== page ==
On Certainty, and Rightly-Grounded Assurance, in Matters of RELIGION
There is a witness of and from God in every conscience; which, in his light, power, and authority, witnesses for Him, and against that which is contrary to Him.
From this witness proceeds the true and well-grounded religion in the mind towards God: for this witness both testifes and demonstrates that there is a God, and also inclines the mind to desire and seek after the right knowledge and true worship of Him.
And those who keep to this witness, and wait upon God therein, are taught by it the true spiritual worship; the true and pure fear of the Most High; the faith which he gives to his saints; the love which is chaste and unfeigned; the hope which purifes the mind, and anchors it on the eternal rock; the meekness, patience, gentleness, humility, etc., which is not of man’s nature, but rather the gift of God, and the nature of the heavenly Giver.
And then, as for the exercises of religion, such as praying to the Father of spirits, hearing the heavenly voice, reading in the Spirit, and with the renewed understanding, singing and making melody in the heart (and also with the voice) to the Lord, as His life is felt, and the spiritual blessings and treasure received; all of these, and whatever else is judged necessary for the soul, are taught by this witness of God in the conscience, as the soul grows up in the light, Spirit, nature, and holy power thereof.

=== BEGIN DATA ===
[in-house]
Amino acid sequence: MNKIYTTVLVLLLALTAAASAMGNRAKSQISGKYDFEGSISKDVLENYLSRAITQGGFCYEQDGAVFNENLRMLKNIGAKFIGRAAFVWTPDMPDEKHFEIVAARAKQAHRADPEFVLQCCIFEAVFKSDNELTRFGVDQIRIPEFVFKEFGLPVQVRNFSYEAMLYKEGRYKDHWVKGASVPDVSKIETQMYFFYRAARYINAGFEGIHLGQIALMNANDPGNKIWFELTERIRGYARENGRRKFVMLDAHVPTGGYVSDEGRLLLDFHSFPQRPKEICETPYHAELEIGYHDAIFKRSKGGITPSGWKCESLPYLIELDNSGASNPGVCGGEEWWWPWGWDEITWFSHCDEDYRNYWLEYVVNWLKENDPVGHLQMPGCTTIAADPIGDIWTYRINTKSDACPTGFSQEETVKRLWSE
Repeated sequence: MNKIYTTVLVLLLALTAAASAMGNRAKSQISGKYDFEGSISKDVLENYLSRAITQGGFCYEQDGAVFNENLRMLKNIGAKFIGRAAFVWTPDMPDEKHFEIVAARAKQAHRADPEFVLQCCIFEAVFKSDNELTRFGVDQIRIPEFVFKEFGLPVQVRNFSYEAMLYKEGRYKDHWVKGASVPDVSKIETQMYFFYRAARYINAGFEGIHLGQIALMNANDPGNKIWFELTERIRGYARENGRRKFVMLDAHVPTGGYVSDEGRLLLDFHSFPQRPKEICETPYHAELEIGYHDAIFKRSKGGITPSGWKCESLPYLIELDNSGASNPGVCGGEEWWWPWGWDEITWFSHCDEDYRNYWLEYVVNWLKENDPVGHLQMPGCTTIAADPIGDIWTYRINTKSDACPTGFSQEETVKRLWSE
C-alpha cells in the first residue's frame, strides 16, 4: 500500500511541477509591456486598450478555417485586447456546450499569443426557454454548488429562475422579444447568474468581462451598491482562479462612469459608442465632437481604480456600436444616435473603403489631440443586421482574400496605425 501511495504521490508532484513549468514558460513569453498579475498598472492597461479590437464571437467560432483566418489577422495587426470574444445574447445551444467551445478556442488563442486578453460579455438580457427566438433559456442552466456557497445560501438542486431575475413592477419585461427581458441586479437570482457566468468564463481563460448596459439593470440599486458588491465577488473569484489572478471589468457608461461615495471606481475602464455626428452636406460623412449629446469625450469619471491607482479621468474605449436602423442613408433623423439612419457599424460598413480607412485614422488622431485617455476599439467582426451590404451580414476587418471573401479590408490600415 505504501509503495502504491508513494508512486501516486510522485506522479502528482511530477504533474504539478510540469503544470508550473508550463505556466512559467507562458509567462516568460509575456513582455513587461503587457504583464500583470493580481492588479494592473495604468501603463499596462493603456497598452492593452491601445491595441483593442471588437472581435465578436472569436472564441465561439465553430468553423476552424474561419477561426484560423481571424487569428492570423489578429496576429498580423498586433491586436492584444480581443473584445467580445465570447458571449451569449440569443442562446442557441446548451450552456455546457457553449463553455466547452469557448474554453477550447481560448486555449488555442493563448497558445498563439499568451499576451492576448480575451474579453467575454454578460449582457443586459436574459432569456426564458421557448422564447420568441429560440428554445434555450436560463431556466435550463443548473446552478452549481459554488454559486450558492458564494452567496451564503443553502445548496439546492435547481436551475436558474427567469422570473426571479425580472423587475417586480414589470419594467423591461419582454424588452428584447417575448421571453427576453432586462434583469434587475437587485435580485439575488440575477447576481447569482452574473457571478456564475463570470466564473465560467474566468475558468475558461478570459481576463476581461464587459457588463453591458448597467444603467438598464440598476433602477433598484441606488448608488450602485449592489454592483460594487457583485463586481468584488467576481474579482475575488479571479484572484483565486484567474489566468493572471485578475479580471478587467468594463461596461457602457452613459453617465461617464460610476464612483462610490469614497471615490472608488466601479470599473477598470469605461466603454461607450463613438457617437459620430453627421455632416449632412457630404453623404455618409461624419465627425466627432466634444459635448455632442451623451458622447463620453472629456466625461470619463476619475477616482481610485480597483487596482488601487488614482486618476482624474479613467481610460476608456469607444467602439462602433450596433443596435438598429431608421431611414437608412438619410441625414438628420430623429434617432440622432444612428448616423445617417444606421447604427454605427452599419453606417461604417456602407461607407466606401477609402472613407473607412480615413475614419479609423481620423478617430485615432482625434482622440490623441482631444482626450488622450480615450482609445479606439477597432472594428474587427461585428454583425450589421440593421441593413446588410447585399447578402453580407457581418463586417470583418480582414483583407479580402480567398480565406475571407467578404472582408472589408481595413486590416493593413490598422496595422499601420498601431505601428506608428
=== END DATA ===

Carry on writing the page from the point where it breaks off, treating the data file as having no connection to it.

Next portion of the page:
But now, when the Lord reaches to His witness in men, and is teaching their hearts by it, then the enemy, the other spirit, whose seat is in the other part, makes a noise there, to overbear the voice of God’s true witness. This enemy causes men to take up religion in another part, which is shallow, and reaches not to the depth and weight of truth, which is in the witness of God.
Thus the enemy stirs up reasonings, imaginations, and consultations about God and his worship; wherein he raises up the vain, shallow mind, which creates and brings forth something pleasing and suitable to the earthly understanding. The mind is then involved therein, and the heart also engaged in some such practices that may quiet and satisfy that part in men. For the religious ways that men take up in their reasonings and understandings, these satisfy their reasonings and understandings. And so they walk in their own light, and warm themselves by the fre of their own kindling. But none of this answers the witness of God in them.
Now from this part in man arises all the uncertainty, and doubts, and dissatisfaction about religion. And hence arise the opinions, and judgments, and reasonings, in the minds of men. Indeed, the best of men’s religion here is but an opinion or judgment, which the breath of God’s Spirit will shake and dissolve everywhere, sooner or later. All fesh is grass; and all the beauty of men’s knowledge, religion, and worship here, will wither like grass. All the buildings and churches that are raised here (however beautiful) are but Babylon, built by man’s understanding, by man’s knowledge, by man’s comprehension, by man’s wisdom, by man’s skill, and indeed in man’s will and time, and their standing, beauty, strength, and glory, is but from man, and in man’s day, and will fade away like a flower.